My grandmother was a big believer in this. My family isn't religious, we celebrate Easter in strictly the eat brunch and look for eggs manner, but that brunch has always been an opportunity to dress up. I could always count on three things, my grandmother would have a new spring hat, she would be wearing white for the first time in the new year and she would stain those white clothes by dropping ketchup or some similar substance on them.
I've never understood this fascination with white wearing only between certain arbitrary dates. (Nor the desire to eat ketchup while clad in all white for that matter.) I've seen a few interesting theories though.
One is that back when houses were heated with coal it was nearly impossible to wear white any time other than the summer. The amount of soot in the air and on pretty much everything you might tough or sit on when it was cold made white impractical any time buildings were being heated. This seems to make sense but I haven't found any real evidence this is where the tradition came from.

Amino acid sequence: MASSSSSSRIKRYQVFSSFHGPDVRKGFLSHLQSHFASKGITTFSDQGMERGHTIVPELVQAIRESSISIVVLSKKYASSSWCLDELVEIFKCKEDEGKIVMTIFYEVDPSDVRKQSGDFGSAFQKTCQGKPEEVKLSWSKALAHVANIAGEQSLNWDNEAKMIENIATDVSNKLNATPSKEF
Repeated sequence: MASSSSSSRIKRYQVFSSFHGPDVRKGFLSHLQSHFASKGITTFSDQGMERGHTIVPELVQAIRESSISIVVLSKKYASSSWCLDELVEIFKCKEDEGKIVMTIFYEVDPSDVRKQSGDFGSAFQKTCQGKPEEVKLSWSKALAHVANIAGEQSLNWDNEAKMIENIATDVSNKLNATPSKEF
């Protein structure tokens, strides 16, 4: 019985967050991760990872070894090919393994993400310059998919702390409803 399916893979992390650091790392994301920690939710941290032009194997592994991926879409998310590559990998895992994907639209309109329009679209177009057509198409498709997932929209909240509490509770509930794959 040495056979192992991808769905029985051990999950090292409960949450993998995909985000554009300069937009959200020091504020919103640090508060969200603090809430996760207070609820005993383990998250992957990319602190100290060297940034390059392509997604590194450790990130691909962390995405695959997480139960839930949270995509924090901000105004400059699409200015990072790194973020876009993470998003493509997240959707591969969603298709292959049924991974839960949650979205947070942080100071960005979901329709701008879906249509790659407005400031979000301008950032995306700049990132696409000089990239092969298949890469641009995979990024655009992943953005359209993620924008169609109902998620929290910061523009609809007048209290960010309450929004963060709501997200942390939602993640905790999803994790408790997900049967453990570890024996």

Some people say that white is a fresh summery color and donning white is a signal of a new beginning. White is also, no doubt, a cool color to wear in the summer as it doesn't absorb heat and you feel cooler. Sure, okay, I buy that but how is white not a winter color?
Looking out the window at the end of this long winter, I am sick of white. There is white everywhere. We've melted 16 inches of snow away in the Twin Cities in the last week or so and there are still mountains of the white stuff.
We've even been overrun with white snowy owls. Haven't we had enough?
Apparently not. Here's the latest 48 hour snowfall total model run.
Here's my new fashion advice. Throw away the old model of no white until after Easter. The new model is NO WHITE AFTER EASTER.
I'm done with it. I don't want to see the color white again until next December. Since today is St. Patrick's Day and everyone seems to want to wear green I say keep it up. Not just today, green everyday. Wear your green until nature gets the message. We're done with white.